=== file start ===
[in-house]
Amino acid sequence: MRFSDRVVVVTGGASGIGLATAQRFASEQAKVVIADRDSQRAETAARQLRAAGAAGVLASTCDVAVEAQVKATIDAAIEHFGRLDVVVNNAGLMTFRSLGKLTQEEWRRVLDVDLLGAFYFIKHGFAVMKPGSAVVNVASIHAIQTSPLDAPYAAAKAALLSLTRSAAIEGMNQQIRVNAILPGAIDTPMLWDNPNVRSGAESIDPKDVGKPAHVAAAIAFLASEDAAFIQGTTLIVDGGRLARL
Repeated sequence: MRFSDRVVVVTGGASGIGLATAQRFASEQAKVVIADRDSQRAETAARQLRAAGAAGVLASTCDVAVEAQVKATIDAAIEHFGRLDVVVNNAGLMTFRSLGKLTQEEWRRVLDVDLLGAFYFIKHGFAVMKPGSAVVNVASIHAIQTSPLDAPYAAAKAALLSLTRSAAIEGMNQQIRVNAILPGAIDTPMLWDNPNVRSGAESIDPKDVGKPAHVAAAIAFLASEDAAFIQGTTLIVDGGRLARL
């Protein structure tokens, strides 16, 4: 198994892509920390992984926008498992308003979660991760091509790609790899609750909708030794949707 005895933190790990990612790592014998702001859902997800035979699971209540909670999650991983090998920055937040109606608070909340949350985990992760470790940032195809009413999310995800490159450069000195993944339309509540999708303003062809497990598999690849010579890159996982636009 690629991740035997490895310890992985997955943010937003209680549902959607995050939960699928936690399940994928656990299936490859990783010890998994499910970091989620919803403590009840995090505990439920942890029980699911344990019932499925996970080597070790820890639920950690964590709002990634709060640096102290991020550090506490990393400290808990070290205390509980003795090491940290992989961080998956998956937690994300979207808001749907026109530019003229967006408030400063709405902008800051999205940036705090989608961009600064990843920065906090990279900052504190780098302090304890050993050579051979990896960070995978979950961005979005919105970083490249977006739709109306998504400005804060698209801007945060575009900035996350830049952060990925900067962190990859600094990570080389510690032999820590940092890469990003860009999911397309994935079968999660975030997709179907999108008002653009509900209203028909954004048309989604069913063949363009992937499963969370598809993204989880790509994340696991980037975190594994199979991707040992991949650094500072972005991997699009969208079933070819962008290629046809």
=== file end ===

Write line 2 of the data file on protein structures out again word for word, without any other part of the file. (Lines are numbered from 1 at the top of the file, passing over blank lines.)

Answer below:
Amino acid sequence: MRFSDRVVVVTGGASGIGLATAQRFASEQAKVVIADRDSQRAETAARQLRAAGAAGVLASTCDVAVEAQVKATIDAAIEHFGRLDVVVNNAGLMTFRSLGKLTQEEWRRVLDVDLLGAFYFIKHGFAVMKPGSAVVNVASIHAIQTSPLDAPYAAAKAALLSLTRSAAIEGMNQQIRVNAILPGAIDTPMLWDNPNVRSGAESIDPKDVGKPAHVAAAIAFLASEDAAFIQGTTLIVDGGRLARL